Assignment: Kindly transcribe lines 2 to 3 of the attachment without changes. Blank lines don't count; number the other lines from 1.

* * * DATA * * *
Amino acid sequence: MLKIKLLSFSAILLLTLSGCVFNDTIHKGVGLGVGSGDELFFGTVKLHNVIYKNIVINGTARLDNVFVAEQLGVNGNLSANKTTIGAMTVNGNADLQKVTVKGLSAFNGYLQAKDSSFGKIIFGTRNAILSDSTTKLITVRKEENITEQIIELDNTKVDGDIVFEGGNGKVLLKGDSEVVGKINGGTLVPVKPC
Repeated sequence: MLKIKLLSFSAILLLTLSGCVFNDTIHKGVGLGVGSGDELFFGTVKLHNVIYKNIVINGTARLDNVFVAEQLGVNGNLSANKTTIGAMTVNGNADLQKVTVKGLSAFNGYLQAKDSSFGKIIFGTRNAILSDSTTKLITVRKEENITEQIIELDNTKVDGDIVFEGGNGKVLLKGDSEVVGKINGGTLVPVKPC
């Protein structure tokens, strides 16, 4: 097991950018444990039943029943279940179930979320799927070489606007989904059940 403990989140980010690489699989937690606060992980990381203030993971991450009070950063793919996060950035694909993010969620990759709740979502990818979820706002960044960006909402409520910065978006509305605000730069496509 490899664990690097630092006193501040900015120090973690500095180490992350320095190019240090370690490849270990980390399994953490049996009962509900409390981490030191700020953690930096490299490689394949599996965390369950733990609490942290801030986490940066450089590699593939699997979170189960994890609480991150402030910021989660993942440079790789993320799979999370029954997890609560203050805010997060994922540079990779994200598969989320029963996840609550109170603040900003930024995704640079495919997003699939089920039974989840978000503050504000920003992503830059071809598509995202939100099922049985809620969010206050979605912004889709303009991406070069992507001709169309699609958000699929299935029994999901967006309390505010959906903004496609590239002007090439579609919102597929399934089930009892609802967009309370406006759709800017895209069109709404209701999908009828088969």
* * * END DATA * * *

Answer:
Repeated sequence: MLKIKLLSFSAILLLTLSGCVFNDTIHKGVGLGVGSGDELFFGTVKLHNVIYKNIVINGTARLDNVFVAEQLGVNGNLSANKTTIGAMTVNGNADLQKVTVKGLSAFNGYLQAKDSSFGKIIFGTRNAILSDSTTKLITVRKEENITEQIIELDNTKVDGDIVFEGGNGKVLLKGDSEVVGKINGGTLVPVKPC
């Protein structure tokens, strides 16, 4: 097991950018444990039943029943279940179930979320799927070489606007989904059940 403990989140980010690489699989937690606060992980990381203030993971991450009070950063793919996060950035694909993010969620990759709740979502990818979820706002960044960006909402409520910065978006509305605000730069496509 490899664990690097630092006193501040900015120090973690500095180490992350320095190019240090370690490849270990980390399994953490049996009962509900409390981490030191700020953690930096490299490689394949599996965390369950733990609490942290801030986490940066450089590699593939699997979170189960994890609480991150402030910021989660993942440079790789993320799979999370029954997890609560203050805010997060994922540079990779994200598969989320029963996840609550109170603040900003930024995704640079495919997003699939089920039974989840978000503050504000920003992503830059071809598509995202939100099922049985809620969010206050979605912004889709303009991406070069992507001709169309699609958000699929299935029994999901967006309390505010959906903004496609590239002007090439579609919102597929399934089930009892609802967009309370406006759709800017895209069109709404209701999908009828088969």